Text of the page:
Deciphering complex metabolite mixtures by unsupervised and supervised substructure discovery and semi-automated annotation from MS/MS spectra
Rogers, Simon ; Wei Ong, Cher ; Wandy, Joe ; Ernst, Madeleine ; Ridder, Lars ; Hooft, Justin J.J. Van Der - \ 2019
Faraday Discussions 218 (2019). - ISSN 1359-6640 - p. 284 - 302.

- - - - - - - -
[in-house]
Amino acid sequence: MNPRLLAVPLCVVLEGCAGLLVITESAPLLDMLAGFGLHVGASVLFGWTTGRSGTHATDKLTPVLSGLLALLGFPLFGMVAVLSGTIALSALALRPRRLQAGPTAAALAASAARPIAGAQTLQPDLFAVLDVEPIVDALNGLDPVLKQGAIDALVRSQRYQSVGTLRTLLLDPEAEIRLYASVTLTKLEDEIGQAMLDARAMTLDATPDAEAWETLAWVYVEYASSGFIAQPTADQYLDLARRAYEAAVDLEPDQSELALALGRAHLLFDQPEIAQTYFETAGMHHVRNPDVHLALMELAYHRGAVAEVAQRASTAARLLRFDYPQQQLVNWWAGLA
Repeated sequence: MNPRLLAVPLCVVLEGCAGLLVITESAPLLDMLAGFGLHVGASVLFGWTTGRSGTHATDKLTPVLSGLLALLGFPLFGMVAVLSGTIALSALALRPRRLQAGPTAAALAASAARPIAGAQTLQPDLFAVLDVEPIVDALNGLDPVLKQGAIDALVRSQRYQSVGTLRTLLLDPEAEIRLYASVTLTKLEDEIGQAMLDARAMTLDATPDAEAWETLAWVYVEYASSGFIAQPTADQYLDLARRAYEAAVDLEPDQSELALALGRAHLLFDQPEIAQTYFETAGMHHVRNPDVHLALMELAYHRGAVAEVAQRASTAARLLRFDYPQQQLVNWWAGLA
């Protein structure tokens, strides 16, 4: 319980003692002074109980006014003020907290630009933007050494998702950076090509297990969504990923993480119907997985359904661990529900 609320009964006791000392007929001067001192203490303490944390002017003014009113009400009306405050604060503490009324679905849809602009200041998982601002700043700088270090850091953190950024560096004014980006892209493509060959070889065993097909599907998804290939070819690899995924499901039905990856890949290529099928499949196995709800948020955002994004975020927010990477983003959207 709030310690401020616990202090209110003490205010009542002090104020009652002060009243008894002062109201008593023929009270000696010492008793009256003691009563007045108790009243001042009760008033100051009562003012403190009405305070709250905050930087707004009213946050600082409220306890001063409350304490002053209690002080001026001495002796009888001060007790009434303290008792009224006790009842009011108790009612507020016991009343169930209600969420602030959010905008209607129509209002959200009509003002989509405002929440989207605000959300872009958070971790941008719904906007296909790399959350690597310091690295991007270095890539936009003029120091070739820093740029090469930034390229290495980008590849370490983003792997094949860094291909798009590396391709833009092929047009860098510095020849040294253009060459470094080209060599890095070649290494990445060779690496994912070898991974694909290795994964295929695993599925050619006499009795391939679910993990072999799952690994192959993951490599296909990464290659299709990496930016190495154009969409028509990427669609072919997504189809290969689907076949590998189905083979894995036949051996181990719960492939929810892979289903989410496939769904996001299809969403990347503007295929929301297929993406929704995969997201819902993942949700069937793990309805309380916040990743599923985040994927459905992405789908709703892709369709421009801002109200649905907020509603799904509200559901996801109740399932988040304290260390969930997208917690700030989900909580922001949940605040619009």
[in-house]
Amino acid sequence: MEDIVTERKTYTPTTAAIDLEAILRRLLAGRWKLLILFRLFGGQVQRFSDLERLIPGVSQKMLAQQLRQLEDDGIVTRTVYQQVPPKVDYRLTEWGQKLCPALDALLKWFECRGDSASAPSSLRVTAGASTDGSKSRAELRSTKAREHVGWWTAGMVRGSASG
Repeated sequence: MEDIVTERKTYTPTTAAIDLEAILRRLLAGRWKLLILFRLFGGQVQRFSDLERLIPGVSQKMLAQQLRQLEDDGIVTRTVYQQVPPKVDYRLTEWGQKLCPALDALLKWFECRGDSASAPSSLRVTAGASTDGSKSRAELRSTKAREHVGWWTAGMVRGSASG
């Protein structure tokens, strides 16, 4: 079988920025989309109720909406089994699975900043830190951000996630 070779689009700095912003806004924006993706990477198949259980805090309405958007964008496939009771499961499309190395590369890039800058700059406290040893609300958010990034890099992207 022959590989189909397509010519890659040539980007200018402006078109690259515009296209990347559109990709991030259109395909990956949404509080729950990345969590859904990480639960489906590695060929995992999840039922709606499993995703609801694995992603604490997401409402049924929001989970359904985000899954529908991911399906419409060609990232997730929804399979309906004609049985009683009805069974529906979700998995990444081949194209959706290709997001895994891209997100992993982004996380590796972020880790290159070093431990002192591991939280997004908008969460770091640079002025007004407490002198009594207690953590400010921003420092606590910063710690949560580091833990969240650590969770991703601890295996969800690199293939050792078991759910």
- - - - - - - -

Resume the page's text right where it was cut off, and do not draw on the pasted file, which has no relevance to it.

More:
Complex metabolite mixtures are challenging to unravel. Mass spectrometry (MS) is a widely used and sensitive technique to obtain structural information on complex mixtures. However, just knowing the molecular masses of the mixture’s constituents is almost always insufficient for confident assignment of the associated chemical structures. Structural information can be augmented through MS fragmentation experiments whereby detected metabolites are fragmented giving rise to MS/MS spectra. However, how can we maximize the structural information we gain from fragmentation spectra? We recently proposed a substructure-based strategy to enhance metabolite annotation for complex mixtures by considering metabolites as the sum of (bio)chemically relevant moieties that we can detect through mass spectrometry fragmentation approaches. Our MS2LDA tool allows us to discover - unsupervised - groups of mass fragments and/or neutral losses termed Mass2Motifs that often correspond to substructures. After manual annotation, these Mass2Motifs can be used in subsequent MS2LDA analyses of new datasets, thereby providing structural annotations for many molecules that are not present in spectral databases. Here, we describe how additional strategies, taking advantage of i) combinatorial in-silico matching of experimental mass features to substructures of candidate molecules, and ii) automated machine learning classification of molecules, can facilitate semi-automated annotation of substructures. We show how our approach accelerates the Mass2Motif annotation process and therefore broadens the chemical space spanned by characterized motifs. Our machine learning model used to classify fragmentation spectra learns the relationships between fragment spectra and chemical features. Classification prediction on these features can be aggregated for all molecules that contribute to a particular Mass2Motif and guide Mass2Motif annotations. To make annotated Mass2Motifs available to the community, we also present motifDB: an open database of Mass2Motifs that can be browsed and accessed programmatically through an API. MotifDB is integrated within, allowing users to efficiently search for characterized motifs in their own experiments. We expect that with an increasing number of Mass2Motif annotations available through a growing database we can more quickly gain insight in the constituents of complex mixtures. That will allow prioritization towards novel or unexpected chemistries and faster recognition of known biochemical building blocks.